Quote note (#227)

Douthat (whatever his status quo sins) is participating in our conversation:

… Others, especially in the intelligentsia, have a kind of highbrow nihilism about our politics, a sense that American democracy’s decadence — or the Republican Party’s decadence, in particular — is so advanced that a cleansing Trumpian fire might be just the thing we need.

March 6, 2016admin 10 Comments »
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10 Responses to this entry

  • grey enlightenment Says:

    Others, especially in the intelligentsia, have a kind of highbrow nihilism about our politics, a sense that American democracy’s decadence — or the Republican Party’s decadence, in particular — is so advanced that a cleansing Trumpian fire might be just the thing we need.

    I have also noticed a trend of smart, well-read people (the opposite of the stereotypical Trump supporter) supporting Trump, or rebuking the childish leftists criticisms against him.

    [Reply]

    Seth Reply:

    Source? Not saying you’re wrong, but collecting the samples would make for an interesting butterfly collection.

    [Reply]

    Posted on March 6th, 2016 at 5:50 pm Reply | Quote
  • Brett Stevens Says:

    I have also noticed a trend of smart, well-read people (the opposite of the stereotypical Trump supporter) supporting Trump, or rebuking the childish leftists criticisms against him.

    The great secret is that the smartest people have always supported the kind of right-wing outlook that would make even Trump blush. They keep quiet about it because they know they will be destroyed if they emerge as the enemy of the crowd, most of whom are capable of being industrious tinkerers but have zero ability for both abstract and realistic thought at the same time. Literature, philosophy and classical music — with a few exceptions — generally read as a who’s who of unvocalized far-right thought. The Leftists realized this and so manufactured hoop-jumping contests like modern education so that they could reward the mediocre, and claim that mediocre as “intelligent,” and use that to displace the actually intelligent. It’s straight out of Idiocracy: “You talk like a fag.”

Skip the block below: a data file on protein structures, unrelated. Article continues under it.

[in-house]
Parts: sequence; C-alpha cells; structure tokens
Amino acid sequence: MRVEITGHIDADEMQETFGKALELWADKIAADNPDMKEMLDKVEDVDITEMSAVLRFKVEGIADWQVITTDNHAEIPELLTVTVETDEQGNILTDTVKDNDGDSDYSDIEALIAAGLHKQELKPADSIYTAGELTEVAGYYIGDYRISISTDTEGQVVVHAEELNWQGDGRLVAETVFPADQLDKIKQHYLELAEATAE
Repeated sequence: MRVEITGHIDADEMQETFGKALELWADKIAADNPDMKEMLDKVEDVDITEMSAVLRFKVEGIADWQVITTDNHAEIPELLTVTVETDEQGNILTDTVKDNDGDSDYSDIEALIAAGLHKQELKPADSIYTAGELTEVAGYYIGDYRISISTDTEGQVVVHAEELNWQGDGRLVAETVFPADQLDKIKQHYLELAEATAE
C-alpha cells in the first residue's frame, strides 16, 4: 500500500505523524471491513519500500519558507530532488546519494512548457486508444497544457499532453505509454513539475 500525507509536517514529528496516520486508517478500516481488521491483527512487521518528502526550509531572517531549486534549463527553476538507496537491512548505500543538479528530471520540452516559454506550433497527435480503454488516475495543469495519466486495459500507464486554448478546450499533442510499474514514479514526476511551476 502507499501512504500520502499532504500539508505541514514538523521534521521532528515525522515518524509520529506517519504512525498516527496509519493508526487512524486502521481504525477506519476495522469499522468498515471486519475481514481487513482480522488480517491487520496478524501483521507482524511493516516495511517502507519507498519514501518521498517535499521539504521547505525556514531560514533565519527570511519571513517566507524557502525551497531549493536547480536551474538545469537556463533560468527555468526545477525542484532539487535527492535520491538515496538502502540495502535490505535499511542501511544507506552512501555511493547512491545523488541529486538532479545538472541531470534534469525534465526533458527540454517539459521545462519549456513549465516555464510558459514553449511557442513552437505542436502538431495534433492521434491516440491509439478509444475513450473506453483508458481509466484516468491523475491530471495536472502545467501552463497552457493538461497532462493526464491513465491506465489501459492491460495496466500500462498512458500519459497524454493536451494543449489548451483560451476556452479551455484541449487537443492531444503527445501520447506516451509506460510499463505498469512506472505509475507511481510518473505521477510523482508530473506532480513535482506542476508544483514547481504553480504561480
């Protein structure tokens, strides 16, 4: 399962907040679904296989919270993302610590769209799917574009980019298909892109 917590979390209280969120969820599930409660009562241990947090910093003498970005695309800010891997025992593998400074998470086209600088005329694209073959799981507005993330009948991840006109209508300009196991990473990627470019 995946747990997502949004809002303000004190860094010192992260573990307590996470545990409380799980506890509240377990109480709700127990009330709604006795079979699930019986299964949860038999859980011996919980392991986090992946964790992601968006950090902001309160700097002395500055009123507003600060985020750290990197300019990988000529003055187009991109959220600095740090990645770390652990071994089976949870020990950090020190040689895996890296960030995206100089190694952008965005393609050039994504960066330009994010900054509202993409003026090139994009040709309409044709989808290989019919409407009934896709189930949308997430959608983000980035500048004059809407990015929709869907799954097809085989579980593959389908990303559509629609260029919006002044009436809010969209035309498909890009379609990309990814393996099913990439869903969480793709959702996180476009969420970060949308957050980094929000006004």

[Reply]

    Alrenous Reply:

    Indeed.

    Or, in short, every successful Jedi is simply a disguised Sith.

    [Reply]

    grey enlightenment Reply:

    With the exception some aspects of social justice and affirmative action, even the academic process itself is illiberal, somewhat elitist, and impersonal, where quantifiable results and merit matters, not feelings, connections, or emotions. Although some on the ‘right’ praise capitalism, it also has tendency to borrow aspects of liberalism its want or need to ‘please’ people and dumb things down for money, whereas academia and esoteric stuff is above pandering. Capitalism has a tendency to value quantity over quality.

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    Erebus Reply:

    It’s not always unvocalized.